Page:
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The College Hall Mini Gallery
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Fall 2008 Vol. VII, No. 1

The College Hall Mini Gallery

In the early ’70s Peter Harrison Smith described the College Hall Mini Gallery (a gallery established by the art department in the third floor corridor leading to the presidents office) as “dedicated to making the experience of art a living part of the educational process.” He wanted to provide all AUB students with a “daily experience of contemporary Middle Eastern art.” Among the works donated or loaned to the University at that time were a sculpture donated by Mouazez Rawda (1906-86) displayed near Nicely Hall, a painting loaned by Joseph Tanous, chair of the Department of Fine and Performing Arts (1968-1970), and displayed in Nicely Hall; and two paintings in Jewett and Bustani Halls by Farid Haddad, an AUB graduate in fine arts who went on to make a career of painting in the United States. From 1979 he was on the faculty of New England College in New Hampshire, which reports, “he has had twenty one-person exhibitions and participated in more than fifty group shows in Europe, the middle East, and North America.”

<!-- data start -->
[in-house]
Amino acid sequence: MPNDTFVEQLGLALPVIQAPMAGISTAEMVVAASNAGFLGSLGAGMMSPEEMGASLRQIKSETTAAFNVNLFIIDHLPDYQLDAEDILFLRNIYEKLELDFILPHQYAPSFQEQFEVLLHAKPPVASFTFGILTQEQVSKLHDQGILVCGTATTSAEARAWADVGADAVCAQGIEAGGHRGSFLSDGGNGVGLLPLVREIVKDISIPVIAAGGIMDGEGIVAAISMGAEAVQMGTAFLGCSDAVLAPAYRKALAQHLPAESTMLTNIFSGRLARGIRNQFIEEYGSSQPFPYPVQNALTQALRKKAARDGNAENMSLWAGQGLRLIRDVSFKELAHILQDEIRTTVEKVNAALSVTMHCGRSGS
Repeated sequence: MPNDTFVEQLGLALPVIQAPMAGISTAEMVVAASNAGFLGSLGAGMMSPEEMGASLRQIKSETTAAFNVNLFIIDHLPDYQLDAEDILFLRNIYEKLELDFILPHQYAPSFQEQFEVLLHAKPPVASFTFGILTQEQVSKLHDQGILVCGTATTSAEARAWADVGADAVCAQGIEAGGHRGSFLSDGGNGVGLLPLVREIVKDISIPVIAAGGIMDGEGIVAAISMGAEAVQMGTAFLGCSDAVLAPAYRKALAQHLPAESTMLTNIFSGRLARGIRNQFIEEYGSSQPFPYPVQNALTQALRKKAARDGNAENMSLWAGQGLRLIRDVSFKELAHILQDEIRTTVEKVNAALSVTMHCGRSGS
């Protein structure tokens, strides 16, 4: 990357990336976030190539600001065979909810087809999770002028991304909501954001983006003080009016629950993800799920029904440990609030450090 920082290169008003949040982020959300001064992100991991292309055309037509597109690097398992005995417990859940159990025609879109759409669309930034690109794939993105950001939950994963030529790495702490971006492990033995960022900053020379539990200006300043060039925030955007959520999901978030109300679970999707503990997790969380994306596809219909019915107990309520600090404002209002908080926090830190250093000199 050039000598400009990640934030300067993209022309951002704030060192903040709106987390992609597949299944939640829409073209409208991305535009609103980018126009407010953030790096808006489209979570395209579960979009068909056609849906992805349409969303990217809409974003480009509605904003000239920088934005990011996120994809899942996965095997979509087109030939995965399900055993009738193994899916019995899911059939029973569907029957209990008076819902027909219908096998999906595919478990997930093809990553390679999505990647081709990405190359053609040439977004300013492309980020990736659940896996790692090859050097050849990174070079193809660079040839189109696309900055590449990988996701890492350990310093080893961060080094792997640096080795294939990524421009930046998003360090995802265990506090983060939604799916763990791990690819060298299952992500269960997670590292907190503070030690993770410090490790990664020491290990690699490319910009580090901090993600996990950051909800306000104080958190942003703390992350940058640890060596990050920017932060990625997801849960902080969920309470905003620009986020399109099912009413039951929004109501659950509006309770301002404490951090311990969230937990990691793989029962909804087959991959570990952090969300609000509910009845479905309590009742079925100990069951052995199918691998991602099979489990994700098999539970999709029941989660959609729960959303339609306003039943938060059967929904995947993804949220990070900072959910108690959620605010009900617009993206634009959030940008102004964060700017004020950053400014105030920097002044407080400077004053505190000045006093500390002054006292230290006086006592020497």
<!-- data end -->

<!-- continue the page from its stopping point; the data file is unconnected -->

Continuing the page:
The Mini Gallery contained a painting by Jean Khalifeh (1923-1978). An early ALBA student, he also studied in Paris and Rome, and was awarded many prizes in Lebanon and the Middle East. American David Egee, one of the first directors of the new AUB Medical Center, was also represented in the Mini Gallery as was Adel Saghir, an AUB graduate who studied in Paris, Germany, and New York. A painter, sculptor, and tapestry designer now living in the United States, he boasts an international reputation. He designed several bronze sculptures for various Beirut buildings. Also included in the early Mini Gallery exhibition was Stelio Scamanga, one of whose paintings is now in AUB’s permanent collection. Born to Greek immigrants in Damascus in 1934, he graduated in architecture from AUB. His paintings have been widely shown in recent years in France and Switzerland as well as in Beirut. A 1974 essay by Joseph Tarrab, renowned L’Orient-Le Jour critic, described him as a Mediterranean par excellence, partaking of both western and oriental culture.